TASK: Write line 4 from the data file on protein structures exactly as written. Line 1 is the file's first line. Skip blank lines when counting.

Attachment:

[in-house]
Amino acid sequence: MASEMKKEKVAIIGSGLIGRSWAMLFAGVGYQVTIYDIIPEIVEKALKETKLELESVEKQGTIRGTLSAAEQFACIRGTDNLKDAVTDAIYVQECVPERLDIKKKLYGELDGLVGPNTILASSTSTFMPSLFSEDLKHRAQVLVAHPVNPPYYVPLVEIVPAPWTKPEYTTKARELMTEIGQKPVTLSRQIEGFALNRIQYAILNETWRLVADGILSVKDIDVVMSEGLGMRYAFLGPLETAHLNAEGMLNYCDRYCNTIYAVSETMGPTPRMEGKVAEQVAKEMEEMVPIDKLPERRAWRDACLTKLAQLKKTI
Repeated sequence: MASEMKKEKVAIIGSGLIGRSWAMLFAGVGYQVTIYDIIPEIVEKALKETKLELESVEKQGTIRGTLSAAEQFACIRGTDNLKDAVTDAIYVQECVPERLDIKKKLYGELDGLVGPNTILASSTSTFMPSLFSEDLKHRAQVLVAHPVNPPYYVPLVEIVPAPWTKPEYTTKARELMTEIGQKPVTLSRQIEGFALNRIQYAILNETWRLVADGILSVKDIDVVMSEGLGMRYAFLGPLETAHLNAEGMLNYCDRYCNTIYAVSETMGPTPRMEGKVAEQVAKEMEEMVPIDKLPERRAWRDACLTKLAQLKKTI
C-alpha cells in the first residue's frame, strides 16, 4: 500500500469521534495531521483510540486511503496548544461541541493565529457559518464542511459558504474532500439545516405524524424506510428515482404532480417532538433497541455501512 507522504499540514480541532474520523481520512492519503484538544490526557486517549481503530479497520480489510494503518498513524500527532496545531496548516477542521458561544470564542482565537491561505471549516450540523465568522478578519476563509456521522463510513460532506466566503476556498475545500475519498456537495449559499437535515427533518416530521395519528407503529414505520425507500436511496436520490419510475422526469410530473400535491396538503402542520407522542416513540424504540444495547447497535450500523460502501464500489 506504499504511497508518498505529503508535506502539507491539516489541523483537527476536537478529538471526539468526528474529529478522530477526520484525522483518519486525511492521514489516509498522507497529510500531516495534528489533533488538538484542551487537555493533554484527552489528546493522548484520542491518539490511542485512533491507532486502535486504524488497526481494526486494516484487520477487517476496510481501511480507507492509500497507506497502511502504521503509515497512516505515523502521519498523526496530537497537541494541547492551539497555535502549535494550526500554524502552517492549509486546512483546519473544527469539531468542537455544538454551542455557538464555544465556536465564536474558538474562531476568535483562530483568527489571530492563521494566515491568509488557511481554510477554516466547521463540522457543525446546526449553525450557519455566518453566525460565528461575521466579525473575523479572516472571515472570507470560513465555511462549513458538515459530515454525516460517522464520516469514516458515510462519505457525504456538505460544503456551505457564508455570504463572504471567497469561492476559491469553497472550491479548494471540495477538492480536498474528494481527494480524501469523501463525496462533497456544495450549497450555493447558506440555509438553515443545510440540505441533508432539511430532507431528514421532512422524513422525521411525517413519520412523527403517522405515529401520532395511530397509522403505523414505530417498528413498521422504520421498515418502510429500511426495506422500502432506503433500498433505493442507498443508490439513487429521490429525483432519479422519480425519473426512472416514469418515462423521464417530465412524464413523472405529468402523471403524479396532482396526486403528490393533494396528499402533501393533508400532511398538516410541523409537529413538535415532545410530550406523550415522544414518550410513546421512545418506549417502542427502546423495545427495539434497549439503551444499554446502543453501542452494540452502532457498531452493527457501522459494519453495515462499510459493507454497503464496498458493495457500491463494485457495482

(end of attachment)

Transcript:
C-alpha cells in the first residue's frame, strides 16, 4: 500500500469521534495531521483510540486511503496548544461541541493565529457559518464542511459558504474532500439545516405524524424506510428515482404532480417532538433497541455501512 507522504499540514480541532474520523481520512492519503484538544490526557486517549481503530479497520480489510494503518498513524500527532496545531496548516477542521458561544470564542482565537491561505471549516450540523465568522478578519476563509456521522463510513460532506466566503476556498475545500475519498456537495449559499437535515427533518416530521395519528407503529414505520425507500436511496436520490419510475422526469410530473400535491396538503402542520407522542416513540424504540444495547447497535450500523460502501464500489 506504499504511497508518498505529503508535506502539507491539516489541523483537527476536537478529538471526539468526528474529529478522530477526520484525522483518519486525511492521514489516509498522507497529510500531516495534528489533533488538538484542551487537555493533554484527552489528546493522548484520542491518539490511542485512533491507532486502535486504524488497526481494526486494516484487520477487517476496510481501511480507507492509500497507506497502511502504521503509515497512516505515523502521519498523526496530537497537541494541547492551539497555535502549535494550526500554524502552517492549509486546512483546519473544527469539531468542537455544538454551542455557538464555544465556536465564536474558538474562531476568535483562530483568527489571530492563521494566515491568509488557511481554510477554516466547521463540522457543525446546526449553525450557519455566518453566525460565528461575521466579525473575523479572516472571515472570507470560513465555511462549513458538515459530515454525516460517522464520516469514516458515510462519505457525504456538505460544503456551505457564508455570504463572504471567497469561492476559491469553497472550491479548494471540495477538492480536498474528494481527494480524501469523501463525496462533497456544495450549497450555493447558506440555509438553515443545510440540505441533508432539511430532507431528514421532512422524513422525521411525517413519520412523527403517522405515529401520532395511530397509522403505523414505530417498528413498521422504520421498515418502510429500511426495506422500502432506503433500498433505493442507498443508490439513487429521490429525483432519479422519480425519473426512472416514469418515462423521464417530465412524464413523472405529468402523471403524479396532482396526486403528490393533494396528499402533501393533508400532511398538516410541523409537529413538535415532545410530550406523550415522544414518550410513546421512545418506549417502542427502546423495545427495539434497549439503551444499554446502543453501542452494540452502532457498531452493527457501522459494519453495515462499510459493507454497503464496498458493495457500491463494485457495482